This content is not available in your region

Swimming - Leukemia treatment proceeding smoothly, says Japan's Ikee

Access to the comments Comments
Swimming - Leukemia treatment proceeding smoothly, says Japan's Ikee
FILE PHOTO: Swimming - 2018 Asian Games - Women's 50m Freestyle - GBK Aquatic Center, Jakarta, Indonesia - August 24, 2018 Japan's Rikako Ikee celebrates with her medal after winning the Women's 50m Freestyle REUTERS/Jeremy Lee   -   Copyright  JEREMY LEE(Reuters)
Text size Aa Aa

By Elaine Lies

TOKYO (Reuters) – Japanese swimmer Rikako Ikee, considered a medal contender for the Tokyo Olympics before being diagnosed with leukemia in February, said on Wednesday her treatment is proceeding smoothly but sometimes she feels her “heart might break”.

Ikee won six titles at last year’s Asian Games and also picked up two relay silvers to became the first female athlete to be named the Most Valuable Player at an Asian Game.

Her rich haul in the Jakarta pool propelled her onto the world stage and Ikee was expected to lead a new generation of Japanese swimmers at their home Games next year.

While announcing her diagnosis, the 18-year-old Ikee said she ‘couldn’t believe it’ and she has since been concentrating on treatment, although no details about her illness have been released.

In March, she said on Twitter: “This is dozens of times, hundreds of times, thousands of times harder than I thought. I’ve had many times where I haven’t been able to eat for three days or more. But I won’t give up.”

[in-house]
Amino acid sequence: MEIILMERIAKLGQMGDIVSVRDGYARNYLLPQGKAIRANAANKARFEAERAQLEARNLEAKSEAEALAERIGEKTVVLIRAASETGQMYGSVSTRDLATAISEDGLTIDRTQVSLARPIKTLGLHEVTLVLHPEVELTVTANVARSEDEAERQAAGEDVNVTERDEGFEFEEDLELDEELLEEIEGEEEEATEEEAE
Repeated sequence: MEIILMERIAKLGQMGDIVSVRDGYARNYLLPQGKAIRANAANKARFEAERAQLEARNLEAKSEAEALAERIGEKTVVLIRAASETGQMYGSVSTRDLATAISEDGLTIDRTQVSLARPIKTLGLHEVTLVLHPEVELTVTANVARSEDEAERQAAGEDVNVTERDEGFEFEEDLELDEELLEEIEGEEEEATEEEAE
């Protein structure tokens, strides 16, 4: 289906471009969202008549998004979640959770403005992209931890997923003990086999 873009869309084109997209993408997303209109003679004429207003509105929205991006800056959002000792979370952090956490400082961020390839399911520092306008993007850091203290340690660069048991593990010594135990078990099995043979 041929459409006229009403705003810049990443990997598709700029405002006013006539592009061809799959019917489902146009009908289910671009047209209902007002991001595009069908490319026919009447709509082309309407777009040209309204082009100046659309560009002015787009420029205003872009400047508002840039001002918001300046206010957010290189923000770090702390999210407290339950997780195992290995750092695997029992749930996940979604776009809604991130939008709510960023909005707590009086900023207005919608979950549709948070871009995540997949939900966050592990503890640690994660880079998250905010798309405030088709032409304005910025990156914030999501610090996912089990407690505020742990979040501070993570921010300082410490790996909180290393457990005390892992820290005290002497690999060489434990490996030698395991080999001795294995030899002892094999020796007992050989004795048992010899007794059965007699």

On Wednesday, using a newly-launched website, Ikee thanked fans for their numerous messages of support and said her treatment was proceeding smoothly but things were occasionally tough.

“I look outside every day and think that the wind in this season must feel good, and that I’d like to feel the rain, but this has become something to look forward to once I’m released,” she said in a hand-written statement posted on the site.

“It’s going to be a long hospitalisation and long treatment, but I think of what I want to do when I get out and am staying positive,” she said, adding she was spending her time doing puzzles, watching movies and other things she usually does not have time for.

“To be honest, sometimes it feels as if my heart might break, but all the things people have said help cheer me on, and builds up the feeling that I want to keep on fighting and won’t give up.”

Ikee’s coach has held out hopes that she could still compete in the Tokyo 2020 Olympics, which start in late July 2020, but she will miss the swimming world championships to be held in Gwangju in July.

(Reporting by Elaine Lies; editing by Sudipto Ganguly)

euronews provides breaking news articles from reuters as a service to its readers, but does not edit the articles it publishes. Articles appear on for a limited time.